Most of the leadership advice aimed at senior functional managers is how to build, align, energize, and guide a world-class team. This is a challenging task in its own right, but we all know it isn’t the whole story. Leaders, even those in the C-suite, must also extend their influence upward and horizontally.
Organization theory suggests that managing upward and sideways is good for both the company and the individual leader’s career: CEOs need the insights and pushback of trusted executives to help sharpen strategy. And complex modern organizations benefit when people engage with their peers across functional and business-unit boundaries to bring a range of perspectives and drive change and innovation.
Our research confirms this theory, and then some. In a wide-ranging study of the leadership actions of chief marketing officers (CMOs)—a good proxy, we believe, for the skills and behaviors of functional leaders in general—we’ve shown how “managing” the CEO and mobilizing colleagues increases business impact and career success. (For leadership research on another C-suite proxy, the CFO, see “How functional leaders become CEOs.”) To test our hypothesis, we asked more than 1,200 senior marketing executives from 71 countries about their perceived business impact (contribution to revenue and profit growth), their career success, and their characteristics against 96 variables. Using statistical techniques (explained below1), we were able to relate to these outcomes the 96 variables (which included leadership behaviors, functional skills, personality traits, sociodemographic variables, and external factors, such as peoples’ fit with the company). We supplemented this research by analyzing existing 360-degree data on 7,429 marketing and nonmarketing leaders—a total of 67,278 individual evaluations by these leaders’ bosses, peers, subordinates, and themselves.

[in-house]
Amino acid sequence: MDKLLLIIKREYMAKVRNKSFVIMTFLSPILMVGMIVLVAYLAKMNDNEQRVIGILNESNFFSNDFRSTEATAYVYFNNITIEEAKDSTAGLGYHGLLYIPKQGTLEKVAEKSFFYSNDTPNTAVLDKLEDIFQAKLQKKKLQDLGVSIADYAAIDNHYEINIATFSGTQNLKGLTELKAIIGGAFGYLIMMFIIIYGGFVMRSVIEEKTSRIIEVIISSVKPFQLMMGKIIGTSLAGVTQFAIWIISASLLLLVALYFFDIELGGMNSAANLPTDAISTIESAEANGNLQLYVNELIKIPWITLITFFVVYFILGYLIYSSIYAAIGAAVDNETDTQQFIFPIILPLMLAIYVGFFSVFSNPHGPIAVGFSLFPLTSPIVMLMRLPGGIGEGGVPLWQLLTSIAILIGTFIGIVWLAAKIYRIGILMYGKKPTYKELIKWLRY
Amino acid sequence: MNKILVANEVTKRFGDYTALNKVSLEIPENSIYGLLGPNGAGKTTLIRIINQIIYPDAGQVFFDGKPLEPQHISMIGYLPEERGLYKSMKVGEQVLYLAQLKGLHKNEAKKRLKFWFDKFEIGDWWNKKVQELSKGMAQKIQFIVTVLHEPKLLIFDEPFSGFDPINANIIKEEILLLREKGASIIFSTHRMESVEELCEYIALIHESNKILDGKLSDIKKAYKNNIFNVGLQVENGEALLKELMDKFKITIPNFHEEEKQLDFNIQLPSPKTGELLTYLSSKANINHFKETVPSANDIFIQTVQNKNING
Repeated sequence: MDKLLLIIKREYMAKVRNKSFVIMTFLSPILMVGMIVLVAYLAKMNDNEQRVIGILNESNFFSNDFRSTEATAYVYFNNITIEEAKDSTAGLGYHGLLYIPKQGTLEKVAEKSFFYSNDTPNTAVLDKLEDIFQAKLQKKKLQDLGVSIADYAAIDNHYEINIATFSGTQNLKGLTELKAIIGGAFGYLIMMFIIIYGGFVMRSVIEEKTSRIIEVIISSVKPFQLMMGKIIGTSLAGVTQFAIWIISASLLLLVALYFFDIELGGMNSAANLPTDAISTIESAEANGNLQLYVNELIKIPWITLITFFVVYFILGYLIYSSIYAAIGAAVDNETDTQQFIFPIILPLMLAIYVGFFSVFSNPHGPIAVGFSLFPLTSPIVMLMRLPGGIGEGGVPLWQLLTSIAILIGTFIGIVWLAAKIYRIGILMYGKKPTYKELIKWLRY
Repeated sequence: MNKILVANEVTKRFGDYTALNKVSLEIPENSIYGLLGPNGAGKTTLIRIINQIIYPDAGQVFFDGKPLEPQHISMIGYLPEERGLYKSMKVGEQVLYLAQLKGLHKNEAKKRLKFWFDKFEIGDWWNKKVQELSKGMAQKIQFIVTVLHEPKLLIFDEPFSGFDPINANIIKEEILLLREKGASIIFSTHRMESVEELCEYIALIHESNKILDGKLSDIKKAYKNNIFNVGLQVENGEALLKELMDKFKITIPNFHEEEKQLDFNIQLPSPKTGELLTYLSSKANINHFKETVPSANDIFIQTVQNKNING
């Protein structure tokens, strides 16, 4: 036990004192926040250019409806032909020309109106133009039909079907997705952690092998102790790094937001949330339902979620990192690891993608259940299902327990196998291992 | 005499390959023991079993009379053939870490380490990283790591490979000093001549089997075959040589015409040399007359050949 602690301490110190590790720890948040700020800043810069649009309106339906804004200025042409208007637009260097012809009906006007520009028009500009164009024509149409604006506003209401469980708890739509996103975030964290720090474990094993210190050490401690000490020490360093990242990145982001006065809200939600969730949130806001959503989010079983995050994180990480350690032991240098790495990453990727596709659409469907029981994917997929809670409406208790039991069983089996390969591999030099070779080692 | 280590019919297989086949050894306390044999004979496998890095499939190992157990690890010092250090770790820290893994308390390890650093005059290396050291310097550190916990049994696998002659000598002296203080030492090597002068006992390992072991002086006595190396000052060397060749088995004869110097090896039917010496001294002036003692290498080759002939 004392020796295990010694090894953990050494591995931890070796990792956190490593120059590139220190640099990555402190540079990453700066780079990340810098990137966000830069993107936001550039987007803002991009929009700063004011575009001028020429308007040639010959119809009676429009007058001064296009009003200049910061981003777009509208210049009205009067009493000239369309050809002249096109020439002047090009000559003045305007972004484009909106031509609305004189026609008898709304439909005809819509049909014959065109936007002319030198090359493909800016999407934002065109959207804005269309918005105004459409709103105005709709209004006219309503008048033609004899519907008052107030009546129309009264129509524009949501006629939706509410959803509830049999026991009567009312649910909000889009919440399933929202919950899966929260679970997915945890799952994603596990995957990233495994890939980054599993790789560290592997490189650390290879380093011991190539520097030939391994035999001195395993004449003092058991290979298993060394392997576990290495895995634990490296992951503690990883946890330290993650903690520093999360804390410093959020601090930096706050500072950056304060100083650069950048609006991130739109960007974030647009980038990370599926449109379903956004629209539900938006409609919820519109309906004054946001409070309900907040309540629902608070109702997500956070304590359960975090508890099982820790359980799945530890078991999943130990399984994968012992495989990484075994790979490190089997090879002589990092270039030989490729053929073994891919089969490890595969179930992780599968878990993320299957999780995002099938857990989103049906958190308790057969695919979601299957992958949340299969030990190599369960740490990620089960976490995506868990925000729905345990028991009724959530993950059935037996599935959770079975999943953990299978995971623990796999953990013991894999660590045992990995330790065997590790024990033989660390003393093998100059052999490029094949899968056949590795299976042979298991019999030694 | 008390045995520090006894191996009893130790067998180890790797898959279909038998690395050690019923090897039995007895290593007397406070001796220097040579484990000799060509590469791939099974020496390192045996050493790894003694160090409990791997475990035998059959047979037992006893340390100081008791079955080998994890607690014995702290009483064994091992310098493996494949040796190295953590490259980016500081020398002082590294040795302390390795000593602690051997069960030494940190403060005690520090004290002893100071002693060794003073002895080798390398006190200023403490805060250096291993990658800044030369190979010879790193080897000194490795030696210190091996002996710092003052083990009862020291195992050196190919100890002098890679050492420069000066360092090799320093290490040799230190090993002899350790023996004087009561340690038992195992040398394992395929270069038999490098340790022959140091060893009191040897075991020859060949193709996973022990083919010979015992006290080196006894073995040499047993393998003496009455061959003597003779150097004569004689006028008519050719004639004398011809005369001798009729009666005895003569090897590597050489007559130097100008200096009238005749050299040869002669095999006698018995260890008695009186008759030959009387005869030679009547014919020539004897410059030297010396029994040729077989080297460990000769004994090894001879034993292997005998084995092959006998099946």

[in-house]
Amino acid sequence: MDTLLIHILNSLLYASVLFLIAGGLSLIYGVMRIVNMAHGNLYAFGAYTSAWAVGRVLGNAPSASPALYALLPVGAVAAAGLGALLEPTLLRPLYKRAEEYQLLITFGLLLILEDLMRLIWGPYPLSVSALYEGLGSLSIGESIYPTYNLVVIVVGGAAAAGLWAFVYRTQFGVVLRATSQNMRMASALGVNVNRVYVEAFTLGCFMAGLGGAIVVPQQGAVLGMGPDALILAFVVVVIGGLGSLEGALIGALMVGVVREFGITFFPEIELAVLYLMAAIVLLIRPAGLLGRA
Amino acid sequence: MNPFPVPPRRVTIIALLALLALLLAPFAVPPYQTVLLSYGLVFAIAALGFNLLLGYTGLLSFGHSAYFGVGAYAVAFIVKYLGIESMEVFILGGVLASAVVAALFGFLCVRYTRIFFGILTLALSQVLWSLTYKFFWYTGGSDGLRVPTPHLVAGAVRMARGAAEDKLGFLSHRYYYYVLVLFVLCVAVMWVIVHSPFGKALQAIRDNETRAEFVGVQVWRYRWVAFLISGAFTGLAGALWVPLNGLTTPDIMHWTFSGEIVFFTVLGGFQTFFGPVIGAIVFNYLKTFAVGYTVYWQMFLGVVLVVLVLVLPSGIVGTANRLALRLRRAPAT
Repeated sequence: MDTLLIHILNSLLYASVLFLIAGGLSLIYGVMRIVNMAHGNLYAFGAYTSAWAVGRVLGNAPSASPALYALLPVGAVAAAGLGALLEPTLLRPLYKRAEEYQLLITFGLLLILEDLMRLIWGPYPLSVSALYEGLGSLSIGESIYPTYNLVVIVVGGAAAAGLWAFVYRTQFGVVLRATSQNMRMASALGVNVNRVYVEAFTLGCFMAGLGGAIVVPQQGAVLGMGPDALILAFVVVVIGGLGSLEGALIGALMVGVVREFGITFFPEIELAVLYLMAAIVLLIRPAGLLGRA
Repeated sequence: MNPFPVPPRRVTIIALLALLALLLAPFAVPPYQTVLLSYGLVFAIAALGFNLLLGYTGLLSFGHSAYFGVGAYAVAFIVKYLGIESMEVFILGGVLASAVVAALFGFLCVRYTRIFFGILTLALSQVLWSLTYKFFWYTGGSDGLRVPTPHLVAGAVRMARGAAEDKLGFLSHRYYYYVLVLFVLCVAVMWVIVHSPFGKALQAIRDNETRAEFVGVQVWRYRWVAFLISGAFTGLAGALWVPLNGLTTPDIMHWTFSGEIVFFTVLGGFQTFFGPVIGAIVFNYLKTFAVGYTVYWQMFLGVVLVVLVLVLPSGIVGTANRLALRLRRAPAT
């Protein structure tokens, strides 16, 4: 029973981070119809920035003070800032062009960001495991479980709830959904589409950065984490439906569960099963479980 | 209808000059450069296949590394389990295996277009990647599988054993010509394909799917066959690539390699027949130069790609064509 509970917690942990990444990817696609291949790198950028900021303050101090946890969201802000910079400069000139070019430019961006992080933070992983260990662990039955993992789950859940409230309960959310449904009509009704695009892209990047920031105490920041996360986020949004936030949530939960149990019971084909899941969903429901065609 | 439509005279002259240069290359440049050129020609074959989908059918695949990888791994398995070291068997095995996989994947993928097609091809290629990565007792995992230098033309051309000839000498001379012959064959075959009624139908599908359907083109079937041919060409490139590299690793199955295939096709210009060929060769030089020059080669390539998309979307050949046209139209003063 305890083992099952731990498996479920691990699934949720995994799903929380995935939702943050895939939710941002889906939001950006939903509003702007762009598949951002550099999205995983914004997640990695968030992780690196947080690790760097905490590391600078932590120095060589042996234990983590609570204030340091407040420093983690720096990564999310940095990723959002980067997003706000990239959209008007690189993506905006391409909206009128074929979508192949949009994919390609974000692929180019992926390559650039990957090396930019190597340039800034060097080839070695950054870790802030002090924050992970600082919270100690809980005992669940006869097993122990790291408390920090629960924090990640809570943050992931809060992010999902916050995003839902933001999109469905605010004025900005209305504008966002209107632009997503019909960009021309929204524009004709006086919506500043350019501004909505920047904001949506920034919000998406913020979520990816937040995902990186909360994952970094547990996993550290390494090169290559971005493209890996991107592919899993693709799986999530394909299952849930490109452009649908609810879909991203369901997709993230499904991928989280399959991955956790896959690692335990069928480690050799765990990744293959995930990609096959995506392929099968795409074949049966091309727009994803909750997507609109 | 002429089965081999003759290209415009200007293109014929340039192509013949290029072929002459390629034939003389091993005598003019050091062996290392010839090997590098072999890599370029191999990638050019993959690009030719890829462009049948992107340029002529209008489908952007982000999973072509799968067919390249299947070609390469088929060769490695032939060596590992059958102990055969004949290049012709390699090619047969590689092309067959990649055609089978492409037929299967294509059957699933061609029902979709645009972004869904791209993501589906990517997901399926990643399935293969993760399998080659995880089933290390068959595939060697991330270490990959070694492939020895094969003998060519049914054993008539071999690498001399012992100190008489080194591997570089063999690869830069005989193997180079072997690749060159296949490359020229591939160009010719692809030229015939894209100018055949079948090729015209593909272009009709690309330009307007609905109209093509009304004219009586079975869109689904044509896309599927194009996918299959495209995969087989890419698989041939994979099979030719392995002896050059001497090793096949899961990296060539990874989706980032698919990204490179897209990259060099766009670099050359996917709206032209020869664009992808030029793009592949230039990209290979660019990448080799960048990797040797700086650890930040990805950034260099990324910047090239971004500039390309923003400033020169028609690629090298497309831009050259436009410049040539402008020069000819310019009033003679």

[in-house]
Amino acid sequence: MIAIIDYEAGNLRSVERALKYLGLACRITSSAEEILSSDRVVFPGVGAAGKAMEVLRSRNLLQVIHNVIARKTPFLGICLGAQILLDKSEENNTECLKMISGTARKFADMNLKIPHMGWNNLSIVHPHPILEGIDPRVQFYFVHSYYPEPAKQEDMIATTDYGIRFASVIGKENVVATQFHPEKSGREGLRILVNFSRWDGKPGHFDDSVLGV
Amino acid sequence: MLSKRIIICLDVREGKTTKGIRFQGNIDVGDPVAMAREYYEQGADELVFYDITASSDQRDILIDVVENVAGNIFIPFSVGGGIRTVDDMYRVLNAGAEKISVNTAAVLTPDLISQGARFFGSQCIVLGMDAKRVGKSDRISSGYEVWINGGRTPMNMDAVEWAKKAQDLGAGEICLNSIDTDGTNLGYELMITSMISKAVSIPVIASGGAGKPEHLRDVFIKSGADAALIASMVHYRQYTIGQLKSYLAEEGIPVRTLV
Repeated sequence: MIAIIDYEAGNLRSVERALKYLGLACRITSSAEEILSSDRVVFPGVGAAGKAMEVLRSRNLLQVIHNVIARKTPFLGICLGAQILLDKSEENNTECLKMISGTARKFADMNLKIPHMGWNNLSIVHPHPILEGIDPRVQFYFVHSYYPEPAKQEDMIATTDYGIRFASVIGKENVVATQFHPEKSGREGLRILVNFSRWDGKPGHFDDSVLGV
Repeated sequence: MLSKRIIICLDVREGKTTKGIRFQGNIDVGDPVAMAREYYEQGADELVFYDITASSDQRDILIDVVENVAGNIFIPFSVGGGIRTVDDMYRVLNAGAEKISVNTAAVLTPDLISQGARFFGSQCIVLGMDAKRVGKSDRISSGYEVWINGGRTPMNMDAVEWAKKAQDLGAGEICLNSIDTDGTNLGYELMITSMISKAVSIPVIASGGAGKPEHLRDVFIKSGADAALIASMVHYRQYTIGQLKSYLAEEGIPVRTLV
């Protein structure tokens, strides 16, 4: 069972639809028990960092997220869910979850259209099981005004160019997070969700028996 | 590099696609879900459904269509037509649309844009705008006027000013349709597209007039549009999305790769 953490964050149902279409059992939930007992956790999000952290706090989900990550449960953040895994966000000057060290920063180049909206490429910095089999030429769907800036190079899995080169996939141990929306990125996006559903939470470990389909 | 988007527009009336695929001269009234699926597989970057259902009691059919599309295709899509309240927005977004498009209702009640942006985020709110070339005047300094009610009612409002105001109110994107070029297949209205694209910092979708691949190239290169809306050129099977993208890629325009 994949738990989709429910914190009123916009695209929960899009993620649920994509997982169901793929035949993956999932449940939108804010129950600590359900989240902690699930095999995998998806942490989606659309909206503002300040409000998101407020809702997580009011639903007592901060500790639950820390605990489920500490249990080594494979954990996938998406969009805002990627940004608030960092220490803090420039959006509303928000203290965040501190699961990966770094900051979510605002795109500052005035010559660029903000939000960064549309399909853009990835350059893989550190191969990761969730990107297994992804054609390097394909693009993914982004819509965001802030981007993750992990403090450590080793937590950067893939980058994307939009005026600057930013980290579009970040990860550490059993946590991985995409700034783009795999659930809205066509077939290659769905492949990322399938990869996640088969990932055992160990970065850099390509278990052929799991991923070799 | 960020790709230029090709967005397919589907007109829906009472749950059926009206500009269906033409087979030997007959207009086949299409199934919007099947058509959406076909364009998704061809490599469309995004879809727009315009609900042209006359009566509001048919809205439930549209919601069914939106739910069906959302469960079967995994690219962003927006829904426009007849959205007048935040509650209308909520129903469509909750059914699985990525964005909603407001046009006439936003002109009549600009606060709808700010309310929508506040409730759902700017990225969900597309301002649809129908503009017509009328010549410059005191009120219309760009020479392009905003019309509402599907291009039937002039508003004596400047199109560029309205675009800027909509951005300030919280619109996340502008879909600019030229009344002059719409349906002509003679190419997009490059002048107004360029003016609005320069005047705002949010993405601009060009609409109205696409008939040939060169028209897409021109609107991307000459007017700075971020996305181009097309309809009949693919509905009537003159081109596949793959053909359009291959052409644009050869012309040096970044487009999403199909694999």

Our findings lend support to the notion that senior executives should pay more attention to mobilizing their bosses (managing upward) and functional colleagues (managing horizontally) (exhibit). Taken together, these upward and horizontal actions were about 50 percent more important than managing subordinates for business success (45 percent versus 30 percent)—and well over twice as important for career success (47 percent versus 19 percent).
Source: Barta, T., & Barwise, P. (2017). Why effective leaders must manage up, down and sideways. Retrieved 2 August 2017 from http://www.mckinsey.com/global-themes/leadership/why-effective-leaders-must-manage-up-down-and-sideways?cid=other-eml-ttn-mkq-mck-oth-1706&hlkid=b2719a9993374ddd9660faf87d1d2c2d&hctky=2449238&hdpid=4f9ff81a-9d86-463e-a0a9-c310ceab7ba7